# SICP: Section 2.2.2

The sections introduces us to trees using pairs as the underlying structure.

### Section example

Each exercise of SICP makes me think more about recursion. The following exercise made me think more about how to model recursion and what the returns are to be when recursing multiple layers inside a tree.

### Exercise 2.31

Exercise 2.32 could have been written better if currying was available. I am not sure whether scheme supports currying functions, and hence the regular lambda expression.

# SICP: Section 2.2.1

Exercise 2.20 deals with functions that take arbitrary number of arguments. This is extremely useful in the context of scheme because it allows you to use less brackets :).

### Exercise 2.20

I used reverse followed by the same-parity-iter because I did not want to use the inefficient append function.

The sections also introduces us to the map higher order function.

But why map? Quoting SICP

The different between the two definitions is not that the computer is performing a different process (it isn’t) but that we think about the process differently. In effect, map helps establish an abstraction barrier that isolates the implementation of procedures that transforms lists from the details of how the elements of the list are extracted and combined.

This is the most succint way to put across the need for abstractions. Abstractions are invented to help us think differently and care about different things.

### Exercise 2.22

Interchanging the arguments of cons does not work as it will generate a list of lists instead of generating a single list.

# Starting SICP

I recently got gifted the book Structure and Interpretation of Programs(SICP) on my birthday. I have had a long desire to go through the complete book and complete all the exercises. Inspired by Eli Bendersky’s, I am going to spend the next 6 months or maybe a year going through the book. I have already finished the first chapter of the book. Hence I will be blogging only from chapter 2. I am going to follow the plan laid out by Eli Bendersky, the plan being

• Read the book
• See all the video lectures by Sussman and Abelson
• Do all the exercises in the book.
• Write about the exercises and the things that I have learnt from it.

# GSoC Last Week

This happens to be the last week of GSoC. The major things that I accomplished this week are

• Got pylab to work interactively.
• Made more changes to the documentation of plotting module.

I have a pull request for the restructured plotting module at here. There has been lots of discussions on how the new plot API should look like in the pull request. The API as of now has 5 functions:

• plot_line which plots 2D line plots, which I think I will change to plot.
• plot_parametric which plots 2D parametric plots.
• plot3D which plots 3D plots.
• plot3D_parametric which plots 3D parametric line plots. I think I will have to change it into plot_parametric3D.
• plot3D_surface which plots 3D parametric surfaces.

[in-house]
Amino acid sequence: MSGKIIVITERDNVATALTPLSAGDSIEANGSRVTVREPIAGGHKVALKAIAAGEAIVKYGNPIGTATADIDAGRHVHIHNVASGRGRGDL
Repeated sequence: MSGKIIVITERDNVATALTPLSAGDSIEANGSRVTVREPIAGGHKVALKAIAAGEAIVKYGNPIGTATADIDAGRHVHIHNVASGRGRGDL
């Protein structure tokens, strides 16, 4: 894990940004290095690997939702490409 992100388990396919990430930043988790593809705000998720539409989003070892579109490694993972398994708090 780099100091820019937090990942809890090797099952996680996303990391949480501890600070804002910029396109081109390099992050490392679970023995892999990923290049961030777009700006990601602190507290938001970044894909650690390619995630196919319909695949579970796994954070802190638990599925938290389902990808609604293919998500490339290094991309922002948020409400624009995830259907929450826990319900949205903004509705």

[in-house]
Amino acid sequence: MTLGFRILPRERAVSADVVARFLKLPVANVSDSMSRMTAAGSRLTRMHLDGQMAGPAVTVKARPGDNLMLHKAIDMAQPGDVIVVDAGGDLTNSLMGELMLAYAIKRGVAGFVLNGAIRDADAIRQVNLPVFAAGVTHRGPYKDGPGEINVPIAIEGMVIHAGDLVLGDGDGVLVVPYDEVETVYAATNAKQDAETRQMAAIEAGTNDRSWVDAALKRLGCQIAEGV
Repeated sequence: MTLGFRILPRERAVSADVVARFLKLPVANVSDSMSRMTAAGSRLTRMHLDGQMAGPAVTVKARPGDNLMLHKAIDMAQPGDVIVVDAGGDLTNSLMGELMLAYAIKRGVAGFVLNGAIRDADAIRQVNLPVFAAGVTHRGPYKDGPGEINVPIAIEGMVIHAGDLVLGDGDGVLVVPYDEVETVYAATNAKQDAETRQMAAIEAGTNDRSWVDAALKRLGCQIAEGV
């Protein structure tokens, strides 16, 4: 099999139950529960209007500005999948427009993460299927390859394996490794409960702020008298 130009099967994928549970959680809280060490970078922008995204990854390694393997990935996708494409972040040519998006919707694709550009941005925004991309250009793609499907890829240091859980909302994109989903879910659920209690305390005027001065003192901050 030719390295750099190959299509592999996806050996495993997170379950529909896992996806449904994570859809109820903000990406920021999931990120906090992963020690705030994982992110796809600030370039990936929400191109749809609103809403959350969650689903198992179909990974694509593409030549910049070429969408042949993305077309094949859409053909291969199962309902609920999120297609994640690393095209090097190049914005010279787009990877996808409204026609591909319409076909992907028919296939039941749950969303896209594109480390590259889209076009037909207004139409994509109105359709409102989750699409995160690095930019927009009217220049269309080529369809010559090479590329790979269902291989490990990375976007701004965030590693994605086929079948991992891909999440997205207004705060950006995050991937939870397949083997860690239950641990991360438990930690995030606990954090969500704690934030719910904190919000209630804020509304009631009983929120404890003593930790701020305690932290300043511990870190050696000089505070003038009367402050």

The names are slightly confusing, but the alternative to these names are big. If you have any good names for 3D plots, please leave it in the comments.

I will have another post describing the things I learnt over this GSoC period.

# GSOC Week 11

I got my adaptive sampling branch merged last week. Now the plots are sampled adaptively and is more accurate. I also added a lot of tests to the implicit plotting branch and the coverage now is greater than 90%.

One of the major things decided in the previous week was to restructure the plot function. Presently plot is a single function, which depending on its input, renders an 2d or an 3d plot. Though it plots the right kind of plot, the plot function is quite complex and it was decided to split the plot function into smaller functions that plots a particular type of plot. I tried an approach where all 2D plots are plotted by a plot2d function, the 3D plots by plot3D and the existing plot_implicit plots to plot regions and implicit equations. Aaron mentioned that the API is still very complex as I was using tuples and lists to differentiate between a parametric plot and a 2d line plot and he was right. It is a bit complex and it was decided to have a functions for each kind of plot.

I think i can have the new plot functions as an PR by next week and I would like to try getting a Mayavi backend ready by the end of my GSoC period.

I forgot to mention why I deviated from my what I said I would do in my GSoC application. I tried getting a svgfig backend ready for almost one and a half week, and it was quite difficult. svgfig is not being updated and I had a hard time getting the axis ticks labelling to work most of the time. I wrote to the project maintainer many times and he helped me with a lot of things, but the library was not polished enough to use it with Sympy Live. So plotting for SymPy Live should be attempted with a javascript plotting library rather than a python backend. If we get matplotlib support on GAE, then it would be awesome.